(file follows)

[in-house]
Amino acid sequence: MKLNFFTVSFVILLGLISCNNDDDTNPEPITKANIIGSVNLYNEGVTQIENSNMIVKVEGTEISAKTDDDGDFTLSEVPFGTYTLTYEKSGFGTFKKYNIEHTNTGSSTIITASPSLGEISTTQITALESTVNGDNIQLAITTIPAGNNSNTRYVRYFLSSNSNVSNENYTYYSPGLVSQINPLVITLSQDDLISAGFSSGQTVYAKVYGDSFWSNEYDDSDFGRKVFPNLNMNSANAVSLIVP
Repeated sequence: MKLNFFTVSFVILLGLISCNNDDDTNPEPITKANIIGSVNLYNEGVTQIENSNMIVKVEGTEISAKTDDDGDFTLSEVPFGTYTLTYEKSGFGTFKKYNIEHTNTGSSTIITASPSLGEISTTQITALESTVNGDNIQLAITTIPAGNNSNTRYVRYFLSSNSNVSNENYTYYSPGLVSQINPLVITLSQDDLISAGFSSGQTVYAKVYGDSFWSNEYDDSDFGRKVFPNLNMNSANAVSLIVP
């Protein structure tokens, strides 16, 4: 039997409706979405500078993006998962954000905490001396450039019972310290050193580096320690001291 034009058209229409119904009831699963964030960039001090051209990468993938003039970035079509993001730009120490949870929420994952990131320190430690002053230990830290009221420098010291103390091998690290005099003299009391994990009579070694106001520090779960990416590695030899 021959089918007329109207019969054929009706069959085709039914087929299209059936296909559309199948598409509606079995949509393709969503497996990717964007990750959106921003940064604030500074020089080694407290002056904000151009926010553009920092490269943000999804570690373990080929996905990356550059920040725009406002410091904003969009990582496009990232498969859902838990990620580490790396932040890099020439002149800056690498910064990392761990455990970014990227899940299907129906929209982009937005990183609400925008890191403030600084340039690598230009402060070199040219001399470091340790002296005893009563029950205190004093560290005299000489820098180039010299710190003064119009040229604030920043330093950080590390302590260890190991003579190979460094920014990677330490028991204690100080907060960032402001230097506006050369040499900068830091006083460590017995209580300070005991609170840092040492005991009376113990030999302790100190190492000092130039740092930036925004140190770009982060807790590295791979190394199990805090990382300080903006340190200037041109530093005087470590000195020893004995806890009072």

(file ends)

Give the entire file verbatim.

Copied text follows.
[in-house]
Amino acid sequence: MKLNFFTVSFVILLGLISCNNDDDTNPEPITKANIIGSVNLYNEGVTQIENSNMIVKVEGTEISAKTDDDGDFTLSEVPFGTYTLTYEKSGFGTFKKYNIEHTNTGSSTIITASPSLGEISTTQITALESTVNGDNIQLAITTIPAGNNSNTRYVRYFLSSNSNVSNENYTYYSPGLVSQINPLVITLSQDDLISAGFSSGQTVYAKVYGDSFWSNEYDDSDFGRKVFPNLNMNSANAVSLIVP
Repeated sequence: MKLNFFTVSFVILLGLISCNNDDDTNPEPITKANIIGSVNLYNEGVTQIENSNMIVKVEGTEISAKTDDDGDFTLSEVPFGTYTLTYEKSGFGTFKKYNIEHTNTGSSTIITASPSLGEISTTQITALESTVNGDNIQLAITTIPAGNNSNTRYVRYFLSSNSNVSNENYTYYSPGLVSQINPLVITLSQDDLISAGFSSGQTVYAKVYGDSFWSNEYDDSDFGRKVFPNLNMNSANAVSLIVP
């Protein structure tokens, strides 16, 4: 039997409706979405500078993006998962954000905490001396450039019972310290050193580096320690001291 034009058209229409119904009831699963964030960039001090051209990468993938003039970035079509993001730009120490949870929420994952990131320190430690002053230990830290009221420098010291103390091998690290005099003299009391994990009579070694106001520090779960990416590695030899 021959089918007329109207019969054929009706069959085709039914087929299209059936296909559309199948598409509606079995949509393709969503497996990717964007990750959106921003940064604030500074020089080694407290002056904000151009926010553009920092490269943000999804570690373990080929996905990356550059920040725009406002410091904003969009990582496009990232498969859902838990990620580490790396932040890099020439002149800056690498910064990392761990455990970014990227899940299907129906929209982009937005990183609400925008890191403030600084340039690598230009402060070199040219001399470091340790002296005893009563029950205190004093560290005299000489820098180039010299710190003064119009040229604030920043330093950080590390302590260890190991003579190979460094920014990677330490028991204690100080907060960032402001230097506006050369040499900068830091006083460590017995209580300070005991609170840092040492005991009376113990030999302790100190190492000092130039740092930036925004140190770009982060807790590295791979190394199990805090990382300080903006340190200037041109530093005087470590000195020893004995806890009072």